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Robert D. Webb
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Mitch Barrett becomes embittered because his wife is allowed to die when he can't pay for the medicine she needs. The remorseful townspeople hire Mitch to be a deputy sheriff, thereby enabling him to plot an elaborate bank robbery with the help of an artist, a pickpocket, a gunslinger and a bar-girl. In conjunction with the robbery, Mitch plans to avenge himself upon every man who hindered his purchase of a single bottle of medicine costing one dollar and eighty seven cents so many years ago. Written by
All the way from Atlanta, she said. They were burned out in the war. The two of them - shoulda been three - wanted to start a new life. They came all the way west... here... to us, my hospitable friends. That's a long way to come just to lay down and die.
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I saw this film on TV a couple of nights before and I must say that either I never heard of it or I didn't remember about it. The story is rather good and somehow original for a western: a man that blames a whole town for his wife's death and while earning their trust he plans his revenge that will be accomplished with its complete destruction aided by a group of outcasts he has selected carefully. But the result comes out as a kind of "cheap" product.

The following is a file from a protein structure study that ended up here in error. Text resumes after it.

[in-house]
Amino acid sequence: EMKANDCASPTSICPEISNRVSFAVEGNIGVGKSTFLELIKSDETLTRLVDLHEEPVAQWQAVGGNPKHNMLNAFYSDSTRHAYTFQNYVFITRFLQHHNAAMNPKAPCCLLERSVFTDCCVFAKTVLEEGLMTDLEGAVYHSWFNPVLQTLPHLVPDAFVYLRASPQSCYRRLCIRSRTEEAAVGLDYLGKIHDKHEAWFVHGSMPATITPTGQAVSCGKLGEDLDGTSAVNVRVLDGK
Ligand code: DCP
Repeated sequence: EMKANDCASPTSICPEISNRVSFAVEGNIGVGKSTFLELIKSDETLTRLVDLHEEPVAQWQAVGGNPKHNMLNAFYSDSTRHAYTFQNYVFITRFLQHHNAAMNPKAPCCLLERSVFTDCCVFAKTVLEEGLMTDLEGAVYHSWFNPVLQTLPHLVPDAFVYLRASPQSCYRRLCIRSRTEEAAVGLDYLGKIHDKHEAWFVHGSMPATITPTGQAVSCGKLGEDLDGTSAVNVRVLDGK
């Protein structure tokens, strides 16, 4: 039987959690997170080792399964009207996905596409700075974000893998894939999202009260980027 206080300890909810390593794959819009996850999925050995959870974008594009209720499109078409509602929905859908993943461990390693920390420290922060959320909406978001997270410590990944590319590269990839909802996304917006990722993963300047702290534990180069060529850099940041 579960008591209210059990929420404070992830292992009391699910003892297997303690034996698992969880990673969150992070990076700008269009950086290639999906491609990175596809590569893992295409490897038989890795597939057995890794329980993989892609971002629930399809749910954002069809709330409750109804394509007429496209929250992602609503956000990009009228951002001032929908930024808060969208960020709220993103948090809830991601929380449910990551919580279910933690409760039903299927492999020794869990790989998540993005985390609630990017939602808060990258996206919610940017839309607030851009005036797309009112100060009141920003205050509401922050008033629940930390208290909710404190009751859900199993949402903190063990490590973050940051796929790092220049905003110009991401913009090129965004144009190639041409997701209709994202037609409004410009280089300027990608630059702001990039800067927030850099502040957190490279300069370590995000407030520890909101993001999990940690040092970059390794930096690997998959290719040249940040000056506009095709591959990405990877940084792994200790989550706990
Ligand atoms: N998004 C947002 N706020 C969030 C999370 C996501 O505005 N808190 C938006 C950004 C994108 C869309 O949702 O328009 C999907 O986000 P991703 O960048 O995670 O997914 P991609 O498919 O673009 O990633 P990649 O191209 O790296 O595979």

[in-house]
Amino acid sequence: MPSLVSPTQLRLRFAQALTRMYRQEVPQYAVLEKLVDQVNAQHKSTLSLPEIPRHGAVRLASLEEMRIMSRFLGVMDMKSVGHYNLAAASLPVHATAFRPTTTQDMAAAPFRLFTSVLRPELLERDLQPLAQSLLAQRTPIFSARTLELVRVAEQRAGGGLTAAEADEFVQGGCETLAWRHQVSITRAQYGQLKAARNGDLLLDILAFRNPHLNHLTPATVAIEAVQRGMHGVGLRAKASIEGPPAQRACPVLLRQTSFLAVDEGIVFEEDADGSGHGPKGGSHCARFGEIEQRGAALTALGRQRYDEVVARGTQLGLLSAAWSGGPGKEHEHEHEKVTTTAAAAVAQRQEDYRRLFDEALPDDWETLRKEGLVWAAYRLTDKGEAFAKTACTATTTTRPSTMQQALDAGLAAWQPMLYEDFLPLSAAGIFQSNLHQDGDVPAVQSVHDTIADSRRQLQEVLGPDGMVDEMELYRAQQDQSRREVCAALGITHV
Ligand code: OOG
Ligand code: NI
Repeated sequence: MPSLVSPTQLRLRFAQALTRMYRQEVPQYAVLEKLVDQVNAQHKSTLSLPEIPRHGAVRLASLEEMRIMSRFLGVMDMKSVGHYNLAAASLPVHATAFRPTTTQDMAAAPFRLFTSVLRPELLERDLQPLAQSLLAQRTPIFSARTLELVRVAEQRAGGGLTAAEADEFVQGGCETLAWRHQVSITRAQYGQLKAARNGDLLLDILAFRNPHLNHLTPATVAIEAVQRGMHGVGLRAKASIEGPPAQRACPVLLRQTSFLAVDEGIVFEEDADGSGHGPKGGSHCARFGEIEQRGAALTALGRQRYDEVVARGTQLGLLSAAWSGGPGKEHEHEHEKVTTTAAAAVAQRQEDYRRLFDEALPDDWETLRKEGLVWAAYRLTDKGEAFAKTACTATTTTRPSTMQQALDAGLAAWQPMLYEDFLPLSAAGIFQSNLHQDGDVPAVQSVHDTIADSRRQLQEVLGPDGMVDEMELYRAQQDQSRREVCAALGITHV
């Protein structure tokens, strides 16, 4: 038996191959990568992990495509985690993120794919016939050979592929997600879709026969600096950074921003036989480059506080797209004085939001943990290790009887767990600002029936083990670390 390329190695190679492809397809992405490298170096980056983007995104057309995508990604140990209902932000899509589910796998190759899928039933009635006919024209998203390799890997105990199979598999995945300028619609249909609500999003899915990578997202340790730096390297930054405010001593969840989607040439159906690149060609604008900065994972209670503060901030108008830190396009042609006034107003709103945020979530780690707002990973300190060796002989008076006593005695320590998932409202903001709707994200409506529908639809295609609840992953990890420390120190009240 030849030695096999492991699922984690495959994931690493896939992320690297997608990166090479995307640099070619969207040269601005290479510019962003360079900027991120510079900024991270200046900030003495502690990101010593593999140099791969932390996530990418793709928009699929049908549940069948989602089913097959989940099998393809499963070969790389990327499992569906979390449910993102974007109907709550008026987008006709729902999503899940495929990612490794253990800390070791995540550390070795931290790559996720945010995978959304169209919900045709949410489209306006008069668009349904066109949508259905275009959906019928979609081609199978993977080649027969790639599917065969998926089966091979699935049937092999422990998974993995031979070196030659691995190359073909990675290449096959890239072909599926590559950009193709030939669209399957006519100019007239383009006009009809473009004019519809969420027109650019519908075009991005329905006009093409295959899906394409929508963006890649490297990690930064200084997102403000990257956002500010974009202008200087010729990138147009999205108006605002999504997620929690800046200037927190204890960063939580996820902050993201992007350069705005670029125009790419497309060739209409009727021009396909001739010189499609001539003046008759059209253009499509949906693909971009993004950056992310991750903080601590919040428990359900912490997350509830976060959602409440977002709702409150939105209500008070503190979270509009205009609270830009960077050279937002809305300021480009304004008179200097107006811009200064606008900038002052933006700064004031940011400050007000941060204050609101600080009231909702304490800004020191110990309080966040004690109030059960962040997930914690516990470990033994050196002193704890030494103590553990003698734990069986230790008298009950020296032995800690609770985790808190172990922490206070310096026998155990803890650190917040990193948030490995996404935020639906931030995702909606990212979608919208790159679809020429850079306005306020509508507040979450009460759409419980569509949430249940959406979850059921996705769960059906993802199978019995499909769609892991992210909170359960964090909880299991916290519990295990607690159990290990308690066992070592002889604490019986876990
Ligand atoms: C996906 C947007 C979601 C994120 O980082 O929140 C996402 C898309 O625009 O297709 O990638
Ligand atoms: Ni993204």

If you consider that the 50's gave us perhaps the best westerns in Hollywood history ("High Noon", "The Gunfighter", "Shane", "3:10 to Yuma", "Warlock", "The Searchers" and so many others) "One Foot in Hell" comes out as a minor product. Perhaps with a more skillful director and therefore a strongest and less standard direction the picture would have worked well.
Alan Ladd (as the patient avenger) was not at his best in the 60's and his severe alcoholism problems showed in his clearly damaged psychical appearance. Don Murray (as one of the members of the gang) overacts in most of his scenes. Perhaps the best acting piece comes from pretty Dolores Michaels as a prostitute also a member of Ladd's group.
This film could have been better qualified perhaps if it had been released in the 40's just before the western genre took a high and serious impulse in the 50's with extreme good products. It looks cheap and minor for the 60's.
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